The kingdom of heaven is like a certain king who arranged a marriage for his son, and sent out his servants to call those who were invited to the wedding; and they were not willing to come. Matthew 22:2, 3. (Read Matthew 22:1-14.)
The king sent his messengers first to those who were called his chosen people. But these, wholly intent on securing worldly gain, sent in their refusal, saying, “I pray thee have me excused.” …
When the class that were first called refused the invitation, the king sent his messengers into the highways, where were found those who were not so deeply absorbed in the work of buying and selling, planting and building….
“And when the king came in to see the guests, he saw there a man which had not on a wedding garment: and he saith unto him, Friend, how camest thou in hither not having a wedding garment? And he was speechless. Then said the king to the servants, Bind him hand and foot, and take him away, and cast him into outer darkness; for there shall be weeping and gnashing of teeth.” …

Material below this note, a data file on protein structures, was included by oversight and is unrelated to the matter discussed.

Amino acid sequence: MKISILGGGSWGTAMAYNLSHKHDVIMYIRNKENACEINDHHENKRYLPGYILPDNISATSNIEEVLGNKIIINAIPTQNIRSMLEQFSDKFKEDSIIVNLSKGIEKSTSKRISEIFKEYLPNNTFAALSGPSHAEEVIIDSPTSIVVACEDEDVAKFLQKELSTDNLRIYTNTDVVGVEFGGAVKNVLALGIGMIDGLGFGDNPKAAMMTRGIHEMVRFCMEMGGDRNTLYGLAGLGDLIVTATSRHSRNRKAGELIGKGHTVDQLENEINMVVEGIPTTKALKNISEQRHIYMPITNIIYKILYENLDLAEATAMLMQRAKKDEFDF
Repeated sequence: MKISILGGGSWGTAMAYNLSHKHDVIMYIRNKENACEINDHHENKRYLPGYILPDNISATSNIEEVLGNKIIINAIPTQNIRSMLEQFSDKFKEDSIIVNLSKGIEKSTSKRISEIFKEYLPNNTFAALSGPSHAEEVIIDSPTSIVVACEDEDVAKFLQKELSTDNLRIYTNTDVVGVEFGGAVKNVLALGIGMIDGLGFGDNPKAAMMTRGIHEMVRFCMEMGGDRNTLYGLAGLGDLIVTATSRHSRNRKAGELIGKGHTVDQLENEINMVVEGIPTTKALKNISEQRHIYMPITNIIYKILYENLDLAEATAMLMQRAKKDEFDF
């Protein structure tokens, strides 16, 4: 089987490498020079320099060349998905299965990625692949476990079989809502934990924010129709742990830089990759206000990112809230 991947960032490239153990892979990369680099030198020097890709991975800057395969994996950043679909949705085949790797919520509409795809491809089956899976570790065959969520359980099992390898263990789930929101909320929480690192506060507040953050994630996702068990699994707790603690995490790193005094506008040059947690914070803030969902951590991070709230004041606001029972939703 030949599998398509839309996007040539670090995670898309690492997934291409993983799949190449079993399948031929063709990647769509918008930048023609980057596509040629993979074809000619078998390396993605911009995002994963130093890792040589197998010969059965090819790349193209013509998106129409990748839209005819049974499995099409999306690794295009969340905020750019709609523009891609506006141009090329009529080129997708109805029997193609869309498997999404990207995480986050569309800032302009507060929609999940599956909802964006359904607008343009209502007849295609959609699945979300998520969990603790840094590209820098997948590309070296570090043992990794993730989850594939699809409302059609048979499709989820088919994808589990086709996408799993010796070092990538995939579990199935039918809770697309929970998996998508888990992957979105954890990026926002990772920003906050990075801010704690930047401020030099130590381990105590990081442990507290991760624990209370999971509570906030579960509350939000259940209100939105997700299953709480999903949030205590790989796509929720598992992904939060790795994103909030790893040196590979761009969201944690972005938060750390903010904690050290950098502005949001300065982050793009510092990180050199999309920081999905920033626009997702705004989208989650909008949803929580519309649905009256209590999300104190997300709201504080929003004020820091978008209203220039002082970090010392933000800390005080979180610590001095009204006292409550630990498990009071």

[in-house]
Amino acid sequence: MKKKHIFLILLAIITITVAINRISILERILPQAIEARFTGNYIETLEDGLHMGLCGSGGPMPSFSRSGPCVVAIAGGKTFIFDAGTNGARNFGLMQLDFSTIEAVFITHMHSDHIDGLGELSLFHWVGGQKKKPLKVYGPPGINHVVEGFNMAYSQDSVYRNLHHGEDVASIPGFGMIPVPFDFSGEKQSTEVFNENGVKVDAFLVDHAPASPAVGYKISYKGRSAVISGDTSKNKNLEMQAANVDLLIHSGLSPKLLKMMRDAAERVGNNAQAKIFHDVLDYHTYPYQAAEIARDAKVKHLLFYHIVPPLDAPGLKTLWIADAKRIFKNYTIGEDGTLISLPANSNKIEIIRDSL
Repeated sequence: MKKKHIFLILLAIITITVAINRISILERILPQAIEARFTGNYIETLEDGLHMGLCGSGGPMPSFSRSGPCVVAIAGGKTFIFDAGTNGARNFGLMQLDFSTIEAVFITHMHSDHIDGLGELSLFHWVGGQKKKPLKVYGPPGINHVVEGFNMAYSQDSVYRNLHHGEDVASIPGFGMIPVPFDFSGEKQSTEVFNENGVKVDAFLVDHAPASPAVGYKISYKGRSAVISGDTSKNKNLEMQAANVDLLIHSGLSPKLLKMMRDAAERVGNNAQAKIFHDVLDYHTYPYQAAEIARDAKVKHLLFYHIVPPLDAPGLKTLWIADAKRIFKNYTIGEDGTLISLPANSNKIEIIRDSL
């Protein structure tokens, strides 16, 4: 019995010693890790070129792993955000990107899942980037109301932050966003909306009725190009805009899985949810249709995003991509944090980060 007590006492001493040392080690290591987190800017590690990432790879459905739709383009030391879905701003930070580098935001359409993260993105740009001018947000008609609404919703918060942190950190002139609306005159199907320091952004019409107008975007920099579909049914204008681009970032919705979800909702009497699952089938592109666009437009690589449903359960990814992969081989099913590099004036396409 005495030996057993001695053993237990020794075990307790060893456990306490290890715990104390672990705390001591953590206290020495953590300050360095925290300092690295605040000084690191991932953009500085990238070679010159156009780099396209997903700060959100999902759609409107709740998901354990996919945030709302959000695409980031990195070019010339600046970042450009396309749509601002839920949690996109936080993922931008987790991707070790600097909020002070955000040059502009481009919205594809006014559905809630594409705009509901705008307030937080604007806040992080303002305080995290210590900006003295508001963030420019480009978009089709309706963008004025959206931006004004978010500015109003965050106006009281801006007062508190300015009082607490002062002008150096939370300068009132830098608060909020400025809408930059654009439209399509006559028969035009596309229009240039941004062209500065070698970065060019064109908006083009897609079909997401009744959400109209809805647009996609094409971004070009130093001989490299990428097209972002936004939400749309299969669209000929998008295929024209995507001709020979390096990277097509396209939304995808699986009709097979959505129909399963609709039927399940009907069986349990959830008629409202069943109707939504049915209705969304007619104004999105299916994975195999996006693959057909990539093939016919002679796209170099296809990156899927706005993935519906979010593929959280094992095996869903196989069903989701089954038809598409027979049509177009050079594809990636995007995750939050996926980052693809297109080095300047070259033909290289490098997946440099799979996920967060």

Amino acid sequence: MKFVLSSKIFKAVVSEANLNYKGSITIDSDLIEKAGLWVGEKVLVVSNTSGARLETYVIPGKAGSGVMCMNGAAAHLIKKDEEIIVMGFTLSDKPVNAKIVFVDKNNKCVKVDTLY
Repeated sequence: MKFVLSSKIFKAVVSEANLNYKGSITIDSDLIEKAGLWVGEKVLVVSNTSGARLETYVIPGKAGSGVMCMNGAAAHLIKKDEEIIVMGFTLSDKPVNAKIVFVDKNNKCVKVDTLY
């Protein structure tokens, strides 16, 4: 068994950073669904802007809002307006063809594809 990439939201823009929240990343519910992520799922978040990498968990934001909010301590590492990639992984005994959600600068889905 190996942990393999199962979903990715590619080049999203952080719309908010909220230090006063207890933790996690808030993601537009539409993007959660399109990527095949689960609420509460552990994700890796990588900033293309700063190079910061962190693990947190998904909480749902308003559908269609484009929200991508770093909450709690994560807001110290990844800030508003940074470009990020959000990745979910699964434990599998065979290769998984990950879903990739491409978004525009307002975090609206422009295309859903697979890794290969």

There are those who come in to enjoy the privileges of the banquet of truth who have not eaten the flesh and drunk the blood of the Son of God. They claim to believe and teach the Word to others, but they work the works of unrighteousness….
The invitation neglected by those who had first been bidden was sent to another class. It was given to the Gentile world. And it was first to be proclaimed in “the highways”—to those who had an active part in the world’s work, to the leaders and teachers among humanity….
Those who give the last message of mercy to a fallen world are not to pass by the ministers. God’s servants are to approach them as those who have a deep interest in their welfare, and then plead for them in prayer….
Lest we should think only of the great and gifted, to the neglect of the poorer classes, those who are in humble circumstances, Christ in the parable of the great supper instructs His messengers to go also to those in the byways and hedges, to the poor and lowly of this earth…. Labor is to be put forth for all classes.—The Review and Herald, May 8, 1900.